proc = Proc.new { |n| puts "#{n}!" }

Since a proc can be stored in a variable, it can also be passed to a method just like a normal argument. In that case, we don’t use the ampersand, as the proc is passed explicitly.

def run_proc_with_random_number(proc)

proc = Proc.new { |n| puts "#{n}!" }

Instead of creating a proc and passing that to the method, you can use Ruby’s ampersand parameter syntax that we saw earlier and use a block instead.

def run_proc_with_random_number(&proc)

run_proc_with_random_number { |n| puts "#{n}!" }

Note the added ampersand to the argument in the method. This will convert a passed block to a proc object and store it in a variable in the method scope.

Tip : While it’s useful to have the proc in the method in some situations, the conversion of a block to a proc produces a performance hit. Whenever possible, use implicit blocks instead.


Symbols, hashes and methods can be converted to procs using their #to_proc methods. A frequently seen use of this is passing a proc created from a symbol to a method.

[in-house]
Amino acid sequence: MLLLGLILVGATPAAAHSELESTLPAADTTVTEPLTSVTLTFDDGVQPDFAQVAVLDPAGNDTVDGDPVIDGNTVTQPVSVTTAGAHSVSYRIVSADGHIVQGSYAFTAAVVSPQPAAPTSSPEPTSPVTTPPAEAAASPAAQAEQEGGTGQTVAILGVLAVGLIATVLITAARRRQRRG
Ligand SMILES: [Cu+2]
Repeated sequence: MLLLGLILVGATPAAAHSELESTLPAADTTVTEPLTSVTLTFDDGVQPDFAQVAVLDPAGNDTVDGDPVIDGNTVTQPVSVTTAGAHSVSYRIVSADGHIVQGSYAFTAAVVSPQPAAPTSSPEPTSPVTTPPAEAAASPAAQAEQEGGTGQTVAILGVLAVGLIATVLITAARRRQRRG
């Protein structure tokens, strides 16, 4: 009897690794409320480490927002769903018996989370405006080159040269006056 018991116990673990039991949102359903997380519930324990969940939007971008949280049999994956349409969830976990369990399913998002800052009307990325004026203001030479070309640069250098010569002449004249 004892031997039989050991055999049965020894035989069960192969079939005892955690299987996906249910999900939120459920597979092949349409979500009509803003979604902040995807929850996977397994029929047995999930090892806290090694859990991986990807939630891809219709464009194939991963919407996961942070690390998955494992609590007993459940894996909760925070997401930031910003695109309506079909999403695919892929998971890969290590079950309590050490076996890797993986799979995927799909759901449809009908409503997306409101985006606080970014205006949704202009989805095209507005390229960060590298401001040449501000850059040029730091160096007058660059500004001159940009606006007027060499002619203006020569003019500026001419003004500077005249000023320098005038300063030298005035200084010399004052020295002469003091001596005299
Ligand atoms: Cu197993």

[1,2,3].map {|i| i.to_s }
[1,2,3].map {|i| i.send(:to_s) }

This example shows three equivalent ways of calling #to_s on each element of the array. In the first one, a symbol, prefixed with an ampersand, is passed, which automatically converts it to a proc by calling its #to_proc method. The last two show what that proc could look like.

class Symbol
  def to_proc
    Proc.new { |i| i.send(self) }

Although this is a simplified example, the implementation of Symbol#to_proc shows what’s happening under the hood. The method returns a proc which takes one argument and sends self to it. Since self is the symbol in this context, it calls the Integer#to_s method.